Olson says, quite rightly, that you can't dissuade a writer (or else they're not a writer). I agree with this. You need to have that slight mental defect that, no matter what, makes you feel guilty when you don't write. You need that. But you also need other things. You need to be able to forget your shyness sometimes and hustle, network, use any relationships you can to get your work to a wider audience, nothing ventured nothing gained, etc. You might not be able to dissuade a true writer from writing, but you might just be able to persuade him or her to never show anything they write to anyone ever again. I could get all macho here and say that this would be a good thing, as it would cut down on the competition, but I'm a soppy sod and I'd like anyone with the talent and something to say to get their work out there and recognised. And that brings me to my final pang.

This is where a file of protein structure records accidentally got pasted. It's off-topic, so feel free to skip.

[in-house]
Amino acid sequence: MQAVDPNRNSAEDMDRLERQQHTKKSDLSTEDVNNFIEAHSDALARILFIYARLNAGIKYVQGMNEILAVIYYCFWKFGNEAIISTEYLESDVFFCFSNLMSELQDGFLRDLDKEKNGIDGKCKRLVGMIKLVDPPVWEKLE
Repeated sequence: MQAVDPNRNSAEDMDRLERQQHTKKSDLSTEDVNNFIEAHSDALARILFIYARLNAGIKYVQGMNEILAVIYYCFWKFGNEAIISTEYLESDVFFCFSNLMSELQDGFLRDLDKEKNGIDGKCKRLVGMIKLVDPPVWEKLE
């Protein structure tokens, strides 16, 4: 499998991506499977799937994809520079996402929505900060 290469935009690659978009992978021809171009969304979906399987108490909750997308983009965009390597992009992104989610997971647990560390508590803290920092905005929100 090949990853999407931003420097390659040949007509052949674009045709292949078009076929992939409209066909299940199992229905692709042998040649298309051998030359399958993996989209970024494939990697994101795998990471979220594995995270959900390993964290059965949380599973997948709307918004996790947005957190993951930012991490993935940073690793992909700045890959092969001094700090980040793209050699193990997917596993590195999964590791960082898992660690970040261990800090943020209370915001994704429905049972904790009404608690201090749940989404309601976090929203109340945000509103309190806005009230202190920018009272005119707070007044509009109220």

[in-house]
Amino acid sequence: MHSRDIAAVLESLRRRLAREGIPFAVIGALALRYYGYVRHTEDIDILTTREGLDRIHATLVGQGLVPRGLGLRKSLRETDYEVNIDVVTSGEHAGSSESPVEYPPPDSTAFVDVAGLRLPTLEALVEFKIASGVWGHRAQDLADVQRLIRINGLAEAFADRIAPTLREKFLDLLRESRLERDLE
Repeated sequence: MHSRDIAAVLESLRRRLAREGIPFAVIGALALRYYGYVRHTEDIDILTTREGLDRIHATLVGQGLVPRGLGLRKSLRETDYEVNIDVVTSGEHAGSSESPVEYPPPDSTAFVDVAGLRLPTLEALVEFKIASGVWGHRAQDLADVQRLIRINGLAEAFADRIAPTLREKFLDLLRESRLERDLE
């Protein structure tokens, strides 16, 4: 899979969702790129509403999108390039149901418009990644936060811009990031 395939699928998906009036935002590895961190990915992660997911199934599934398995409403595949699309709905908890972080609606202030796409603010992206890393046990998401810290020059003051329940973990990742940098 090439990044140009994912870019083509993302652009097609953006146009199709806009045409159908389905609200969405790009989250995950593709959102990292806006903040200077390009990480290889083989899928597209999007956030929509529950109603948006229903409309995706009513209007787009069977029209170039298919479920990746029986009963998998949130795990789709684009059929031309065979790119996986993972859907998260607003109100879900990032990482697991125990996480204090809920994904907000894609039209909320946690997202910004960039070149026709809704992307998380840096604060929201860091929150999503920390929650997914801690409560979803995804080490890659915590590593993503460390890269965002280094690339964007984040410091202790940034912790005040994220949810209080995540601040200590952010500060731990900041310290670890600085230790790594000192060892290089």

How do any of us know we're talented, or that we've got to say is worth saying? It's all very well having self-belief, but deluded idiots have self-belief too. And writers are all - at least in my experience - riddled with doubts about everything. So how can we know? Only by asking someone qualified to answer. And the most qualified person is going to be a professional. So, I don't blame Olson's acquaintance for asking. It wasn't a 'dick move'. (Though it is bewildering to a screenwriter based in the UK to imagine a wannabe who has all their hopes pinned on one movie project - it's like the US have a film industry ferchrissakes; only wannabe novelists can behave like that in my country.)